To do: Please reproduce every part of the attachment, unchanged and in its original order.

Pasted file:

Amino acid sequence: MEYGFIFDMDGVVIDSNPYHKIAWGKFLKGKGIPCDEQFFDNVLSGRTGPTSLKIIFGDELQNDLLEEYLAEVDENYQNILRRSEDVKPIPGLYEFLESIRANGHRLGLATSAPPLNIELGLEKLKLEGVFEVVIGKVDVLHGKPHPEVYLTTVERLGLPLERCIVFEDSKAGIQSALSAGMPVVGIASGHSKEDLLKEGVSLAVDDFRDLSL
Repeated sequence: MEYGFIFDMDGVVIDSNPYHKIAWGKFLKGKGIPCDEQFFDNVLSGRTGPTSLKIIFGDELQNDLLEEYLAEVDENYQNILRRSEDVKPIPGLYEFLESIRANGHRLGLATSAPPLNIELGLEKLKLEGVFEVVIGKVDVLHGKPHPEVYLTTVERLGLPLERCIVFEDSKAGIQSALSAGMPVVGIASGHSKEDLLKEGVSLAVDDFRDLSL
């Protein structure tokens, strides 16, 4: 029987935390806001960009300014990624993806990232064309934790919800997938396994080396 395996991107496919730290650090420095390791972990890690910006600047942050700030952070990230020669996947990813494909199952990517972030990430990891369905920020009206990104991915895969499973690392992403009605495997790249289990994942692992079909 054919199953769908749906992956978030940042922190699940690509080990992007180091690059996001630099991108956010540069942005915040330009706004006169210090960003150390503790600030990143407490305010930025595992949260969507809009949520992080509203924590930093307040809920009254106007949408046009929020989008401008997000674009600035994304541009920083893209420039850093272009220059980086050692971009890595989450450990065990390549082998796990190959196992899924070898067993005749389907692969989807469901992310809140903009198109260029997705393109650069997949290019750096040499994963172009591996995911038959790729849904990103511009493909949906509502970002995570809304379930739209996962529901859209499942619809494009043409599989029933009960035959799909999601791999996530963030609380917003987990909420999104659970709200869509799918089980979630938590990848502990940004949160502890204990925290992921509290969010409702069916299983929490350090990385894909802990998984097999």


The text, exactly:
Amino acid sequence: MEYGFIFDMDGVVIDSNPYHKIAWGKFLKGKGIPCDEQFFDNVLSGRTGPTSLKIIFGDELQNDLLEEYLAEVDENYQNILRRSEDVKPIPGLYEFLESIRANGHRLGLATSAPPLNIELGLEKLKLEGVFEVVIGKVDVLHGKPHPEVYLTTVERLGLPLERCIVFEDSKAGIQSALSAGMPVVGIASGHSKEDLLKEGVSLAVDDFRDLSL
Repeated sequence: MEYGFIFDMDGVVIDSNPYHKIAWGKFLKGKGIPCDEQFFDNVLSGRTGPTSLKIIFGDELQNDLLEEYLAEVDENYQNILRRSEDVKPIPGLYEFLESIRANGHRLGLATSAPPLNIELGLEKLKLEGVFEVVIGKVDVLHGKPHPEVYLTTVERLGLPLERCIVFEDSKAGIQSALSAGMPVVGIASGHSKEDLLKEGVSLAVDDFRDLSL
């Protein structure tokens, strides 16, 4: 029987935390806001960009300014990624993806990232064309934790919800997938396994080396 395996991107496919730290650090420095390791972990890690910006600047942050700030952070990230020669996947990813494909199952990517972030990430990891369905920020009206990104991915895969499973690392992403009605495997790249289990994942692992079909 054919199953769908749906992956978030940042922190699940690509080990992007180091690059996001630099991108956010540069942005915040330009706004006169210090960003150390503790600030990143407490305010930025595992949260969507809009949520992080509203924590930093307040809920009254106007949408046009929020989008401008997000674009600035994304541009920083893209420039850093272009220059980086050692971009890595989450450990065990390549082998796990190959196992899924070898067993005749389907692969989807469901992310809140903009198109260029997705393109650069997949290019750096040499994963172009591996995911038959790729849904990103511009493909949906509502970002995570809304379930739209996962529901859209499942619809494009043409599989029933009960035959799909999601791999996530963030609380917003987990909420999104659970709200869509799918089980979630938590990848502990940004949160502890204990925290992921509290969010409702069916299983929490350090990385894909802990998984097999």